China’s Growing Gulf Influence
Agreement brokered between Iran and Saudi Arabia mirrors US’s loss of sway
The story of China’s stunning diplomatic coup in achieving a measure of détente between Iran and Saudi Arabia has to be seen in the light of a history that began 25 years ago, when then-Iranian President Mohamed Khatami began a dialogue with Saudi Arabia which saw him visit the kingdom the following year.
Though the liberal Khatami, now age 79, is now silenced as the conservative forces of the 83-year-old Supreme Leader Ali Khamenei continue to use unrestrained violence to maintain their grip on a restive society, China seems to have at least partially succeeded in convincing the Iranians that such a deal would do more damage to US interests in the region than continuing proxy wars with the Saudis in Yemen and Syria.
Meanwhile, the Saudis themselves, irritated by President Biden’s emphasis on human rights and criticism of its oil policies, may be tired of the cost in money and reputation of the proxy wars, in Yemen in particular. A sanctioned Iran has been further impoverished by its proxy wars. As for the Saudis, they have a Shiite minority in the east which seems to resent the seemingly endless tension with Iran and a de facto ruler, Prince Mohammed bin Salman, still only 37 years old, who wants to make his mark in many ways – also a contrast to Ali Khamenei.
Significantly, the Iranian signatory to the China-sponsored agreement to restore diplomatic relations was Ali Shamkhani, now head of the National Security Council, who had been Minister of Defense at the time of Khatami’s dialogue with the Saudis.
But given Shamkhani’s close relations with the Khamenei faction and with a conservative Ebrahim Raisi as President, it can be assumed that the deal has the blessing of Khamenei, who hitherto has resisted almost all attempts by more moderate figures to engage in real dialogue.
Whether the deal to do more than re-open embassies will stick is questionable given the number of issues, religious, cultural, historical, which divide them. Sunni/Shia rivalry has roots in the Persian/Arab divide as well as theology. That is not to mention the various immediate strategic ones, the Iran nuclear program, relations – or rift – with the US, and attitude to Israel. But one thing can be said for sure: it shows up the failure of US policies in the region, predicated on relations with the Saudis and, in practice, unconditional support for Israeli expansion and military supremacy in the region.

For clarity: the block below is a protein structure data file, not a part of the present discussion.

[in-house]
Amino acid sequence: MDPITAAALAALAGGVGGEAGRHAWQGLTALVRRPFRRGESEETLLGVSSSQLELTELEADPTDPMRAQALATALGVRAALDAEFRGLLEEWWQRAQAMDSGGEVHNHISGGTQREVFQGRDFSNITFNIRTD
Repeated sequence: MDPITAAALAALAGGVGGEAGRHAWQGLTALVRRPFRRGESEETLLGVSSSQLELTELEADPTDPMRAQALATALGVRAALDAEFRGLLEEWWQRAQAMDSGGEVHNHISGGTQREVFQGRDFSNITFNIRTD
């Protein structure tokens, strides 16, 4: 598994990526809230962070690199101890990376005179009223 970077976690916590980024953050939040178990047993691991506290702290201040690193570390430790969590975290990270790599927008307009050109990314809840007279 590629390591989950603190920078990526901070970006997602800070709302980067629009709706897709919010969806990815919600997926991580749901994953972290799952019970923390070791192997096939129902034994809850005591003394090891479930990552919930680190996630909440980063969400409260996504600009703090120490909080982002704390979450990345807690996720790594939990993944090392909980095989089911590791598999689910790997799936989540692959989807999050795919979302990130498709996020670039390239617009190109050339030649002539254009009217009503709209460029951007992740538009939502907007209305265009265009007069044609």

Washington has officially welcomed the China-sponsored deal, but in the background, one can hear the gnashing of teeth. The US had thought it had brokered a major step forward in normalizing relations between Israel and the Arab world. The 2020 so-called Abraham Accords saw the establishment of formal links between Israel and Bahrein and the United Arab Emirates, and there was a strong hope in Washington that Saudi Arabia, which mostly has close relations with the UAE, would follow suit.
However, interests diverged. The re-election of an ever more nationalist government in Israel, further Jewish occupation of Palestinian land, Prince Salman’s irritation with US criticisms of his human rights record and, in particular, the murder of dissident Saudi journalist and Washington Post contributor Jamal Khashoggi, soured relations and increased the danger for Salman of a deal with Israel.
Whatever happens next, the role of China now underlines the failure, now going back years, to come to any kind of rapprochement with the clerical-led government in Tehran. There have been occasions when one looked possible, particularly during the time of Khatami who had gone to Saudi Arabia despite its support of Iraq’s 1980 invasion. That invasion was at times given some tacit support by the US but as the 1985 Reagan arms-for-hostages deal showed, quite inconsistent. Khatami had also instituted liberal economic reforms but a conservative reaction and weak western response to the opportunity saw a reversal of policy by his successor.